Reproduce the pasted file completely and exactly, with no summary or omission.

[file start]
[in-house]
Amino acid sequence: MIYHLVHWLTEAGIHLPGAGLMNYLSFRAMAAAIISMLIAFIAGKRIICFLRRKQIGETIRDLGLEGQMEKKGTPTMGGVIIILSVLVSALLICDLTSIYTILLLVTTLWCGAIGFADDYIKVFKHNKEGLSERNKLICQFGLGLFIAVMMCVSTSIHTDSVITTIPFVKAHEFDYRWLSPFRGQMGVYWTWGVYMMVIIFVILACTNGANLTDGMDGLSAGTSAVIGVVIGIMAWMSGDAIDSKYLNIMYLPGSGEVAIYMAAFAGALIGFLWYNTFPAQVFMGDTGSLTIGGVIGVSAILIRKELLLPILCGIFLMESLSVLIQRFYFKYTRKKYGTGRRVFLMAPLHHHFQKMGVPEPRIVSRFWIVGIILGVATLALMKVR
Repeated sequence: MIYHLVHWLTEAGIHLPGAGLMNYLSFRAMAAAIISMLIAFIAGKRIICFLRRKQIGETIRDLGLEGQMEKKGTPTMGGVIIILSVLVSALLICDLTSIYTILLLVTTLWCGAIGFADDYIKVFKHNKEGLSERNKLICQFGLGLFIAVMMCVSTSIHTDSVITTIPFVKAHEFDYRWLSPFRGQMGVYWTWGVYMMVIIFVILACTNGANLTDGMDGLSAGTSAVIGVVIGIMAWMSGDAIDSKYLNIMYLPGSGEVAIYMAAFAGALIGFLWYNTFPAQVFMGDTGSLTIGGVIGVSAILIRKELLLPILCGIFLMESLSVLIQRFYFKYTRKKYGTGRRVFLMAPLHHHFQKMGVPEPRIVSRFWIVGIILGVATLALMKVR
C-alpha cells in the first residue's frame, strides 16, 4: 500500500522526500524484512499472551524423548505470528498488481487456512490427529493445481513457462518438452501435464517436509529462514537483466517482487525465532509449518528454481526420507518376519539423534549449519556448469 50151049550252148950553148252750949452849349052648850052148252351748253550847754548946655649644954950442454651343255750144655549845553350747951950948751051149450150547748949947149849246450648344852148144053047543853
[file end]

[in-house]
Amino acid sequence: MIYHLVHWLTEAGIHLPGAGLMNYLSFRAMAAAIISMLIAFIAGKRIICFLRRKQIGETIRDLGLEGQMEKKGTPTMGGVIIILSVLVSALLICDLTSIYTILLLVTTLWCGAIGFADDYIKVFKHNKEGLSERNKLICQFGLGLFIAVMMCVSTSIHTDSVITTIPFVKAHEFDYRWLSPFRGQMGVYWTWGVYMMVIIFVILACTNGANLTDGMDGLSAGTSAVIGVVIGIMAWMSGDAIDSKYLNIMYLPGSGEVAIYMAAFAGALIGFLWYNTFPAQVFMGDTGSLTIGGVIGVSAILIRKELLLPILCGIFLMESLSVLIQRFYFKYTRKKYGTGRRVFLMAPLHHHFQKMGVPEPRIVSRFWIVGIILGVATLALMKVR
Repeated sequence: MIYHLVHWLTEAGIHLPGAGLMNYLSFRAMAAAIISMLIAFIAGKRIICFLRRKQIGETIRDLGLEGQMEKKGTPTMGGVIIILSVLVSALLICDLTSIYTILLLVTTLWCGAIGFADDYIKVFKHNKEGLSERNKLICQFGLGLFIAVMMCVSTSIHTDSVITTIPFVKAHEFDYRWLSPFRGQMGVYWTWGVYMMVIIFVILACTNGANLTDGMDGLSAGTSAVIGVVIGIMAWMSGDAIDSKYLNIMYLPGSGEVAIYMAAFAGALIGFLWYNTFPAQVFMGDTGSLTIGGVIGVSAILIRKELLLPILCGIFLMESLSVLIQRFYFKYTRKKYGTGRRVFLMAPLHHHFQKMGVPEPRIVSRFWIVGIILGVATLALMKVR
C-alpha cells in the first residue's frame, strides 16, 4: 500500500522526500524484512499472551524423548505470528498488481487456512490427529493445481513457462518438452501435464517436509529462514537483466517482487525465532509449518528454481526420507518376519539423534549449519556448469 50151049550252148950553148252750949452849349052648850052148252351748253550847754548946655649644954950442454651343255750144655549845553350747951950948751051149450150547748949947149849246450648344852148144053047543853